Like any longtime Houstonian, William was accustomed to heartbreak at the hands of our sports teams. He grew up listening to the Astros on the radio in his room and once belonged to the franchise’s kids club, Astros Buddies. That heart was mended when he watched the games with his son and daughter, and ultimately, saw the ballclub win two World Series.
But the team that always had his heart was the Houston Oilers. Luv Ya Blue? Maybe it should have been Luv Ya Bill.
He recently recalled a season where the Oilers went 1 and 13 under head coach Bill Peterson. William must have been about 14 years old at the time, but boy, did he want to help the team. He mailed Peterson plays. In turn, Peterson gave him $5, invited him down to the field and they ran one of the plays. That moment made him an Oilers fan for life. He also remembered vividly the one game they did win that season – a victory over the Jets and quarterback Joe Namath.
William could tell you anything about every game, player, coach, and season. He shared how he could easily go to the games when the Oilers were here in Houston once upon a time, and sometimes have the entire row to himself, his seat at the 50-yard line. He instilled that same passion in his children, so that even when the Oilers moved to Tennessee, their hearts went with them.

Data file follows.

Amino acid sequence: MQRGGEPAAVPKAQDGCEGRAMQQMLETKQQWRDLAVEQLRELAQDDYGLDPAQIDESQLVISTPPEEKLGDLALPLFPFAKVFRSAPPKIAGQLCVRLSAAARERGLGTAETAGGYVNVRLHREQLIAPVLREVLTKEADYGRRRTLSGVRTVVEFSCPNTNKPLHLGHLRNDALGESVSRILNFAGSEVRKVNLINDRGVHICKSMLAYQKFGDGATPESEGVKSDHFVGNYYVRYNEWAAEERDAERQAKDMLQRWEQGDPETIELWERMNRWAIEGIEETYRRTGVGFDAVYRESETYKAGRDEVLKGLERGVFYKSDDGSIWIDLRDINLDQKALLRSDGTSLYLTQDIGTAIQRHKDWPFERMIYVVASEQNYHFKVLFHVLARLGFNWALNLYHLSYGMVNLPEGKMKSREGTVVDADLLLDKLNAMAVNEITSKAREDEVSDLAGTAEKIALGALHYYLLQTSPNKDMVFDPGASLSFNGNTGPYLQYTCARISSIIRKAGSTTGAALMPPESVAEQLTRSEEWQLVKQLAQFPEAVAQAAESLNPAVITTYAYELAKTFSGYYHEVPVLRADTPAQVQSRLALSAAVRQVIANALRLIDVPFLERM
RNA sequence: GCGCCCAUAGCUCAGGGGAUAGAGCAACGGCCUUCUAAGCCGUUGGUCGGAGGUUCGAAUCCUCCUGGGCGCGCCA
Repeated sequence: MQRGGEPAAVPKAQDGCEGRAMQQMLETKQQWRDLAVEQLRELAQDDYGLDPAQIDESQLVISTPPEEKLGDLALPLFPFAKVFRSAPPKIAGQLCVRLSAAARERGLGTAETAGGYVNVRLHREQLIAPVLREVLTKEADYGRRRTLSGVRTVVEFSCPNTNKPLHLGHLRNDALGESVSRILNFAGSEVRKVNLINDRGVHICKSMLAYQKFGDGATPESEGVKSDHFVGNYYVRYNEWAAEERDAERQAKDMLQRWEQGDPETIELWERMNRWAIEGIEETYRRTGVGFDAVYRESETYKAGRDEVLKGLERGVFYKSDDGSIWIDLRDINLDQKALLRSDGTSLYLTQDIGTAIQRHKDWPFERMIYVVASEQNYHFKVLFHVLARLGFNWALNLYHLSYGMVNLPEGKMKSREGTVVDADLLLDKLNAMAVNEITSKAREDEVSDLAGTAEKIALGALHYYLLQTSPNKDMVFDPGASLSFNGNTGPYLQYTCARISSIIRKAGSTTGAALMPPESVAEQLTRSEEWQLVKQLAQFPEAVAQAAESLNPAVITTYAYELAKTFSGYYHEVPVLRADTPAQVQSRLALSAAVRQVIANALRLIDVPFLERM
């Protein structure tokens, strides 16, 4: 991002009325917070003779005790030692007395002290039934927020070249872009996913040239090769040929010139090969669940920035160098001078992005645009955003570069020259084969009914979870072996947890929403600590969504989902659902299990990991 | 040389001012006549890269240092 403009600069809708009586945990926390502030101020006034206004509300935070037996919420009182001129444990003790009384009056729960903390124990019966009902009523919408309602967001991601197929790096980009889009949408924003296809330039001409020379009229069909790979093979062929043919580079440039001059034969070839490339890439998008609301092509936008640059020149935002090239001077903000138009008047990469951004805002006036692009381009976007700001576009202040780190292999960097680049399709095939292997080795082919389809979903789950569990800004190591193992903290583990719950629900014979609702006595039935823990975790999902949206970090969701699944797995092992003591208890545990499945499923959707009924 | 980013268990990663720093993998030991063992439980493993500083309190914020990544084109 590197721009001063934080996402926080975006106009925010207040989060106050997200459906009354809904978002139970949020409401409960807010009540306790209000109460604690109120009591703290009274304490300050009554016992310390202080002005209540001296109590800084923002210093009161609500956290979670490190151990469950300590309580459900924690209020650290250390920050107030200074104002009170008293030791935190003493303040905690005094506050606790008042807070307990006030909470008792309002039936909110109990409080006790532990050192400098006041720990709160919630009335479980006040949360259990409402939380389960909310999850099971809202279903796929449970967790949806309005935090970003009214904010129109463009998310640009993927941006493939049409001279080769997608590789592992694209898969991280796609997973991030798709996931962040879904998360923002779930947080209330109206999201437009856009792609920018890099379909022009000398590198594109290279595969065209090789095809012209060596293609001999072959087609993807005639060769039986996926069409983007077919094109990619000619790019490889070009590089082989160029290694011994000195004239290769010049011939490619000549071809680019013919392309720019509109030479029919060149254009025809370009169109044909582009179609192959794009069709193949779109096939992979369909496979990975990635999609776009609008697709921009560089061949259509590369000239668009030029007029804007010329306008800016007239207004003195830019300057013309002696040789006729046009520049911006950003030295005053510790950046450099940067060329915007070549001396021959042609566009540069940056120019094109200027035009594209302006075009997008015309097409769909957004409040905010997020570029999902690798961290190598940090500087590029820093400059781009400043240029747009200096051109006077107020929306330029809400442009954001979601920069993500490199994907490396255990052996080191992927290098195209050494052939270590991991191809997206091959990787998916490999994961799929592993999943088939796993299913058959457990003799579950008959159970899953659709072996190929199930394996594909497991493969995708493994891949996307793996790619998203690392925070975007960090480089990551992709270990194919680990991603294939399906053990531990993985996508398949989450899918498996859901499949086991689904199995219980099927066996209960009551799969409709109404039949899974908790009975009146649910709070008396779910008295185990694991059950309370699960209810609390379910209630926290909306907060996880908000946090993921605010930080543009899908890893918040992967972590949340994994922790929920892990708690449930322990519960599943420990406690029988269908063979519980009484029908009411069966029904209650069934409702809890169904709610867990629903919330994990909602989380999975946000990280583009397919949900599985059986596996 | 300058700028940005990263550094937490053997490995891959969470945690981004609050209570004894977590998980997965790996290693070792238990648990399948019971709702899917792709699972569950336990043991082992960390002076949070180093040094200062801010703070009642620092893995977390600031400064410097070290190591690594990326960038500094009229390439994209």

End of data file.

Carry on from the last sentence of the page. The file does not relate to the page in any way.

He took his children to see the Titans when they’d come to town to play the Houston Texans. His daughter was too shy to wave hello to her favorite player at the time, Justin McCareins. But the shyness melted and morphed into exhilaration when then-Titans quarterback Steve McNair connected with Drew Bennett in a thrilling finish. Steve, or Air McNair, was William’s favorite player to watch.
Gloria, who kept her stress level low by avoiding the living room on Sundays when the Oilers/Titans were down and instead is always cheerfully heard humming a hymn, topped it all for him, though.
William called Gloria his angel, whom he met on a cold, wet, windy day in Houston. She was out shopping for new furniture. He was the manager of the store where she was shopping. The rest, as they say, is history. During their nearly 40-year marriage, they raised and loved two children, daughter Brittaney and son Brandon. William recounted many times how he asked God to send him an angel. The Lord graciously obliged.
It is even more fitting that “Gloria” is a hymn of the angels. She cared for him until the very end.
William departed from his earthly angel to join the Heavenly hosts on October 7, 2023.
He is preceded in death by his father James Weldon Wilmore, mother Mildred Pink Wilmore, older brother James Henry Wilmore, sister-in-law Eulalee Thomas, and father-in-law Robert Thomas.
William, a strong-willed warrior and resolute protector, who bore the name often given to kings, is now at peace with the King and taking his rightful place in the kingdom as royalty.
Saturday, October 28, 2023
Visitation: 10 AM- 10:45 AM
Celebration of Life Services: 11 AM
Southwest Community "The Bridge" Christian Center
14880 Bellaire Blvd. ~ Houston, Texas 77083
Dr. Gregg J. Patrick, Pastor Officiating
Houston Memorial Gardens Cemetery